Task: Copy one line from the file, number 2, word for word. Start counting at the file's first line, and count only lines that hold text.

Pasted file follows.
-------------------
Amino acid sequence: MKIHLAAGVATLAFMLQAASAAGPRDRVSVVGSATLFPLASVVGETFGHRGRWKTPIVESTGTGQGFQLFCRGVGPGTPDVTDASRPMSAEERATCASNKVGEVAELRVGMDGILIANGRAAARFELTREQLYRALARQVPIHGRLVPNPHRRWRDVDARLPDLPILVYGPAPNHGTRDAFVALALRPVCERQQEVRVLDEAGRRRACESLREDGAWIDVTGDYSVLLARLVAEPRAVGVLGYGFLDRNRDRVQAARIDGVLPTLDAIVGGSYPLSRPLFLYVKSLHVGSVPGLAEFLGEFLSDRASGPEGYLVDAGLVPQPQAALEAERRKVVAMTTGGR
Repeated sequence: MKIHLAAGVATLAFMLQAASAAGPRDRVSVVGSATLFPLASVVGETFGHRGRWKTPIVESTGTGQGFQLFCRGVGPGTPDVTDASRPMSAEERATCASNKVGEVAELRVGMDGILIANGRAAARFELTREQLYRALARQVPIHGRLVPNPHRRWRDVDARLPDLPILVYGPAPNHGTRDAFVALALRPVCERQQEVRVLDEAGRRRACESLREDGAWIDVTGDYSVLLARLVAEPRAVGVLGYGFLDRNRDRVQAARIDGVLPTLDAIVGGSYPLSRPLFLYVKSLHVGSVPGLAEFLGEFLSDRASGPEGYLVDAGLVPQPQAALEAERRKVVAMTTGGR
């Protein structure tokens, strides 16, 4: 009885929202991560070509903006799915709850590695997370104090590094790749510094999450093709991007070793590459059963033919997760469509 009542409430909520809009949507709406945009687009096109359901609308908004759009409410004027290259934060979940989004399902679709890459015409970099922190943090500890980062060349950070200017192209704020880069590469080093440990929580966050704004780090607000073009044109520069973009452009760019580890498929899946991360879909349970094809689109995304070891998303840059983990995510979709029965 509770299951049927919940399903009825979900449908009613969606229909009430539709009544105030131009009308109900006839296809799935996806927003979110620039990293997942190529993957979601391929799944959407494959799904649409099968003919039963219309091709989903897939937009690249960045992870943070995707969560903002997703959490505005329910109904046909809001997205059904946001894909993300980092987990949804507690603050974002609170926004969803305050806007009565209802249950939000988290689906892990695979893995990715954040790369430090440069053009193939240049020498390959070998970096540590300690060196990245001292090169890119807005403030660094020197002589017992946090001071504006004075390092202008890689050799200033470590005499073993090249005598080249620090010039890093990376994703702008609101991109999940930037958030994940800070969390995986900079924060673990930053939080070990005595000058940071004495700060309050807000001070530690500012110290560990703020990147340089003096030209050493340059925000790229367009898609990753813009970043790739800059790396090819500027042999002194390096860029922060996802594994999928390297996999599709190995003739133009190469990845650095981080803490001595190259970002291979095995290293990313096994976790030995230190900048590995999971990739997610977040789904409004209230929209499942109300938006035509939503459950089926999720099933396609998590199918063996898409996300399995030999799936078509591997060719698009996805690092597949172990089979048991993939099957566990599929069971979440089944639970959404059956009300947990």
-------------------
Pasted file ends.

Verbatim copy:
Repeated sequence: MKIHLAAGVATLAFMLQAASAAGPRDRVSVVGSATLFPLASVVGETFGHRGRWKTPIVESTGTGQGFQLFCRGVGPGTPDVTDASRPMSAEERATCASNKVGEVAELRVGMDGILIANGRAAARFELTREQLYRALARQVPIHGRLVPNPHRRWRDVDARLPDLPILVYGPAPNHGTRDAFVALALRPVCERQQEVRVLDEAGRRRACESLREDGAWIDVTGDYSVLLARLVAEPRAVGVLGYGFLDRNRDRVQAARIDGVLPTLDAIVGGSYPLSRPLFLYVKSLHVGSVPGLAEFLGEFLSDRASGPEGYLVDAGLVPQPQAALEAERRKVVAMTTGGR